We couldn’t resist.

So, over some local neighborhood meat treats and an Old Style, I reminisced about the old days in the old neighborhood.  I asked Allen what his favorite memory of us was, and he brought up the night he and I stayed up all night drinking Jolt Cola so that I could say goodbye the next morning to a girl I had a crush on, Sheri.

We had a boombox in his basement, and we were listening to the Loop on FM radio.  They were playing stuff we had heard way too much, so we put on a new tape I got all the way out at Rolling Stone Records on Irving: Pink Floyd’s The Wall.  I knew all the words, and felt, right from the first time I heard Side 3, that I could actually feel what Roger Waters was trying to say.  I knew he was an adult, but he sang about being a child in a way that was emotionally open.

I had a spiral notebook, and I wrote line after line about what I’d say to Sheri.  And, Allen did his best, as he was 3 years older, to teach me how to talk to girls.  I was not a natural.  I was nervous already, and with each cup of our 2-liters of Jolt, my panic increased logarithmically.

I knew what I wanted to say.  She was cute, had the prettiest smile, and the one time she hugged me, when we were at the St. Matthais Carnival a week before, I absolutely loved her softness.  She was older than me, and the meaner kids in the neighborhood had a nickname for her: Thunderthighs.  But, that didn’t bother me.  In fact, I liked it.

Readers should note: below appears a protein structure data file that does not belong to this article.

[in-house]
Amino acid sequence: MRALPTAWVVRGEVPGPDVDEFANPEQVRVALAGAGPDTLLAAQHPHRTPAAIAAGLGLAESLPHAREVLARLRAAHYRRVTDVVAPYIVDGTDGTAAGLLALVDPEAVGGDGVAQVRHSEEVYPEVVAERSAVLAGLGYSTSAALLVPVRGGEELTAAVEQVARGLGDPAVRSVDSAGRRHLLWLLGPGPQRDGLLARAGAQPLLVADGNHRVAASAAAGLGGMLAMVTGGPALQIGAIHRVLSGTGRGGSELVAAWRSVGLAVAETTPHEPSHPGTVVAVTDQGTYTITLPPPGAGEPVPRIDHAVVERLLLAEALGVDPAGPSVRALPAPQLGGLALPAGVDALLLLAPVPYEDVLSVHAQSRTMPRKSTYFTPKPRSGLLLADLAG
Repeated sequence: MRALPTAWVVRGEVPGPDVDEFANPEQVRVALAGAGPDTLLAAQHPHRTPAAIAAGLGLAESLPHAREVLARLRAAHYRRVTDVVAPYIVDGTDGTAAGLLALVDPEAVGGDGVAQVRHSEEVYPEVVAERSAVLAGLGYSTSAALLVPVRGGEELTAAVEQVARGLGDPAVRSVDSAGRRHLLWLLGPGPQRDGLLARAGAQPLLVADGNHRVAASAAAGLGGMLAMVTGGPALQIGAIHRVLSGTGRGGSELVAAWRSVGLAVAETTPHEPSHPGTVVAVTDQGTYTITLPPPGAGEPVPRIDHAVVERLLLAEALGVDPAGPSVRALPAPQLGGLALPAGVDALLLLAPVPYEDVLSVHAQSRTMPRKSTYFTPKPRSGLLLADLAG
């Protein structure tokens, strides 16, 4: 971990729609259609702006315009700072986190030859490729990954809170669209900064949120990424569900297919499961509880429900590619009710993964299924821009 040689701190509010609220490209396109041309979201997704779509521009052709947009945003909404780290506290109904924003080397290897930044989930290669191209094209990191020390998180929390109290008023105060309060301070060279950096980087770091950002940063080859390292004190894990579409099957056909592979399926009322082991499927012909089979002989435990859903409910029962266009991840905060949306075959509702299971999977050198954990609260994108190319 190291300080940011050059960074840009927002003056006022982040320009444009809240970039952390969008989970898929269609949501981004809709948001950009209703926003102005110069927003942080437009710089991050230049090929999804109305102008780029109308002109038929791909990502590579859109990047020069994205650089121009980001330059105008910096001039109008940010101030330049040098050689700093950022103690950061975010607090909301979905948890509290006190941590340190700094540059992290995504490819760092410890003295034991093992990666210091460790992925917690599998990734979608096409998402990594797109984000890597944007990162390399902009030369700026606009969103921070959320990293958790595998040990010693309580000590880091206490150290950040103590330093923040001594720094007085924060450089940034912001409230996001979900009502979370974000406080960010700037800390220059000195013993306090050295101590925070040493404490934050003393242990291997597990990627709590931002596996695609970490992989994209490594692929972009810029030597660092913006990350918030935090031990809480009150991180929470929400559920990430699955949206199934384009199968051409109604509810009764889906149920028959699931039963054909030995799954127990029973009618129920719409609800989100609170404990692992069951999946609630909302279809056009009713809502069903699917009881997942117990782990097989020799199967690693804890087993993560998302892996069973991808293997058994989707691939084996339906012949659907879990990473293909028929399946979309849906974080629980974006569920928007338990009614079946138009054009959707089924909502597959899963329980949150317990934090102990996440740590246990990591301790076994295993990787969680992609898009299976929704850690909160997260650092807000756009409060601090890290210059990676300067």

But, I had to lie. It was social suicide for a white boy in that era.

And, so, I tried to find every other thing to say and write it down.  Because, saying what I felt out loud to someone, not to mention looking them in the eye – it would make my heart explode.  Or, maybe it was just the Jolt.

As the sun rose, Allen and I walked down Ainsle over to Sheri’s apartment building on Hamilton.  Allen offered last minute advice to his now-twitchy younger friend, knowing his brain was mush.  Sheri’s family was doing like any good Chicago family going on a Midwestern driving vacation, and leaving at the crack of dawn.

We were on the sidewalk, across the street, and all the lines from the notebook were now jumbling with Side 3 of the Wall as we were blinded by the sun shining down the gangway. I thought to say this, no that’s dumb, no that.  All the while avoiding the one thing I really wanted to say: You’re cute and I like hugging you.

I froze up and watched Sheri and her family pack the last of their things in the car.  They didn’t see us.  And, I never said a word.  Or even waved. It was like one of those dreams where you are frozen and can’t speak.  They drove off, and my heart was racing like a mad typist.  I simply could not express myself.  My keys got all tangled in the worst jamb ever – like every key.  My brain would simply not let my heart speak.

Now, a 13 and 16-year-old pair of boys were totally wired at 7am on a Saturday morning just standing on the sidewalk.  Allen realized I probably wouldn’t sleep for days.  So, we went over a few blocks to the Amundsen High School Track.  And, he told me we had to run until we got tired.  I’m not sure how many miles we ran.  Probably a couple, maybe a few.  He said he thought my heart might actually explode, but I don’t even think he knew it kind of already did.